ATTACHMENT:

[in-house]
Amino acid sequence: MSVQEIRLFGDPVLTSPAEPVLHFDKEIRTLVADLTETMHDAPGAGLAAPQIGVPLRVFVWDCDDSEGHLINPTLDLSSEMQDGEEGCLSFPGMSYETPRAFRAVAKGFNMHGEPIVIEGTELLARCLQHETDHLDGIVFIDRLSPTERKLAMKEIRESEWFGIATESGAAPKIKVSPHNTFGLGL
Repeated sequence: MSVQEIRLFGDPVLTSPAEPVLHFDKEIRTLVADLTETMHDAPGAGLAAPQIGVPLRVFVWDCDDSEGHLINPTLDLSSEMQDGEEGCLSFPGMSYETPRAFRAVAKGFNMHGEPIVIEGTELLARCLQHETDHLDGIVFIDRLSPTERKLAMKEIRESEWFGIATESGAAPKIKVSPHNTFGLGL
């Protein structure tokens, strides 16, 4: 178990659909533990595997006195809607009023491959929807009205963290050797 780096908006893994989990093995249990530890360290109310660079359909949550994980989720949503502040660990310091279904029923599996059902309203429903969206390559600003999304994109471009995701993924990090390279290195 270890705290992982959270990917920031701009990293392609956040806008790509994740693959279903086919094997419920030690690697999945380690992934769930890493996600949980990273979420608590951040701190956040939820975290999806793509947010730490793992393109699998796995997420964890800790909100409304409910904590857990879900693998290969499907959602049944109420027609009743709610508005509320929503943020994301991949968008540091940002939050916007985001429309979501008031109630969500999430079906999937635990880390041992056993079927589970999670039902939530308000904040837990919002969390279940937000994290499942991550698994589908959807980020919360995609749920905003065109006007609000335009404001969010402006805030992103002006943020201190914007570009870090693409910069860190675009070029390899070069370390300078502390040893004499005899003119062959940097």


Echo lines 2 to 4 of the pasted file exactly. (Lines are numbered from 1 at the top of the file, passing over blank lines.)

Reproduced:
Amino acid sequence: MSVQEIRLFGDPVLTSPAEPVLHFDKEIRTLVADLTETMHDAPGAGLAAPQIGVPLRVFVWDCDDSEGHLINPTLDLSSEMQDGEEGCLSFPGMSYETPRAFRAVAKGFNMHGEPIVIEGTELLARCLQHETDHLDGIVFIDRLSPTERKLAMKEIRESEWFGIATESGAAPKIKVSPHNTFGLGL
Repeated sequence: MSVQEIRLFGDPVLTSPAEPVLHFDKEIRTLVADLTETMHDAPGAGLAAPQIGVPLRVFVWDCDDSEGHLINPTLDLSSEMQDGEEGCLSFPGMSYETPRAFRAVAKGFNMHGEPIVIEGTELLARCLQHETDHLDGIVFIDRLSPTERKLAMKEIRESEWFGIATESGAAPKIKVSPHNTFGLGL
């Protein structure tokens, strides 16, 4: 178990659909533990595997006195809607009023491959929807009205963290050797 780096908006893994989990093995249990530890360290109310660079359909949550994980989720949503502040660990310091279904029923599996059902309203429903969206390559600003999304994109471009995701993924990090390279290195 270890705290992982959270990917920031701009990293392609956040806008790509994740693959279903086919094997419920030690690697999945380690992934769930890493996600949980990273979420608590951040701190956040939820975290999806793509947010730490793992393109699998796995997420964890800790909100409304409910904590857990879900693998290969499907959602049944109420027609009743709610508005509320929503943020994301991949968008540091940002939050916007985001429309979501008031109630969500999430079906999937635990880390041992056993079927589970999670039902939530308000904040837990919002969390279940937000994290499942991550698994589908959807980020919360995609749920905003065109006007609000335009404001969010402006805030992103002006943020201190914007570009870090693409910069860190675009070029390899070069370390300078502390040893004499005899003119062959940097």